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Trump Says Israel Must ‘Finish the Problem’ in Gaza

Former US President Donald Trump said Tuesday that Israel must “finish the problem” in its war against Hamas as he backed the Israeli army’s attacks on Gaza.

Asked by a Fox News presenter if he is in “Israel’s camp” and whether he is “on board” with the way the Israeli army was “taking the fight to Gaza,” Trump responded: “Yeah. You gotta finish the problem.”

“You’ve had a horrible invasion that took place,” he said. “It would have never happened if I was president, by the way.”

Asked about Vice President Kamala Harris’ call for a cease-fire, the Republican presidential candidate avoided the question.

“I hate seeing what’s happening again. It would have never happened — this attack on Israel — and, likewise, Israel’s counter attack, which is what it is, would never have happened if I was president.”

Harris criticized Israel for not doing enough to allow aid into Gaza and called for an immediate cease-fire.

“The Israeli government must do more to significantly increase the flow of aid. No excuses,” Harris said, “People in Gaza are starving. The conditions are inhumane and our common humanity compels us to act.”

President Joe Biden, who is running for reelection, is under criticism from progressive Democrats and Muslim and Arab Americans over his “unwavering” support for Israel’s war on Gaza, where Israeli attacks have now killed more than 30,000 Palestinians.

A group of Arab and Muslim Americans as well as many progressive Democrats have urged voters to vote “uncommitted” in primaries to protest the Biden administration’s Gaza policy, demand a “permanent cease-fire” to Israel’s deadly onslaught in the Palestinian enclave, and an end to unconditional US military support for Tel Aviv.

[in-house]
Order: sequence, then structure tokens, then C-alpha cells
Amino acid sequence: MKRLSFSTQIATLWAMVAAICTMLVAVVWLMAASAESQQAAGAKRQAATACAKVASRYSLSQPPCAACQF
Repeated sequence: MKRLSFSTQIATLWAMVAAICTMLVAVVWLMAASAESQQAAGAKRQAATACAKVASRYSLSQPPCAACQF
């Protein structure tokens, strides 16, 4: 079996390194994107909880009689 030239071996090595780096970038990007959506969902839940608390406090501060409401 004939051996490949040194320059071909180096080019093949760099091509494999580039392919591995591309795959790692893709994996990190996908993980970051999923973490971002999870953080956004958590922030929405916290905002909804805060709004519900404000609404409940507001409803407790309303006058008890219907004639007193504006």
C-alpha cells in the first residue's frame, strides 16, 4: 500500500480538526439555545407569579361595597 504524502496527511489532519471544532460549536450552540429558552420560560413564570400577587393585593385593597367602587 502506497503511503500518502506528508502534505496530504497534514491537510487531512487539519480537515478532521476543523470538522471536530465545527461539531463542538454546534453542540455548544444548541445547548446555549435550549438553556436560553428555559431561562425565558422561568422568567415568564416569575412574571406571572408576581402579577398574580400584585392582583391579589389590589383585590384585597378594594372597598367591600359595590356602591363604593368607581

The number of uncommitted votes in last week’s primary in Michigan achieved more than 10 times the 10,000-ballot goal set by the protest campaign’s organizers, racking up 13% of the vote.

Biden, who has reaffirmed multiple times Washington’s unwavering support for Israel’s “right to defend itself” after last year’s Oct. 7 attacks by the Palestinian group Hamas, has changed his tone in recent days, gradually ratcheting up pressure on Tel Aviv to take some measures to minimize harm to Palestinian civilians and allow more humanitarian aid into the enclave.

However, the Biden administration is still seeking to send $14 billion worth of additional military aid to Israel, while the US has used its veto power three times to block the UN Security Council from calling for a humanitarian cease-fire in Gaza.

Israel has launched a deadly offensive on the Gaza Strip following a cross-border attack by Hamas on Oct. 7, 2023, which Tel Aviv says killed nearly 1,200 people. The ensuing Israeli bombardment has killed at least 30,631 people and injured 72,043 others with mass destruction and shortages of necessities.

The Israeli war has pushed 85% of Gaza’s population into internal displacement amid acute shortages of food, clean water and medicine, while 60% of the enclave’s infrastructure has been damaged or destroyed, according to the UN.

Israel stands accused of genocide at the International Court of Justice. An interim ruling in January ordered Tel Aviv to stop genocidal acts and take measures to guarantee that humanitarian assistance is provided to civilians in Gaza.

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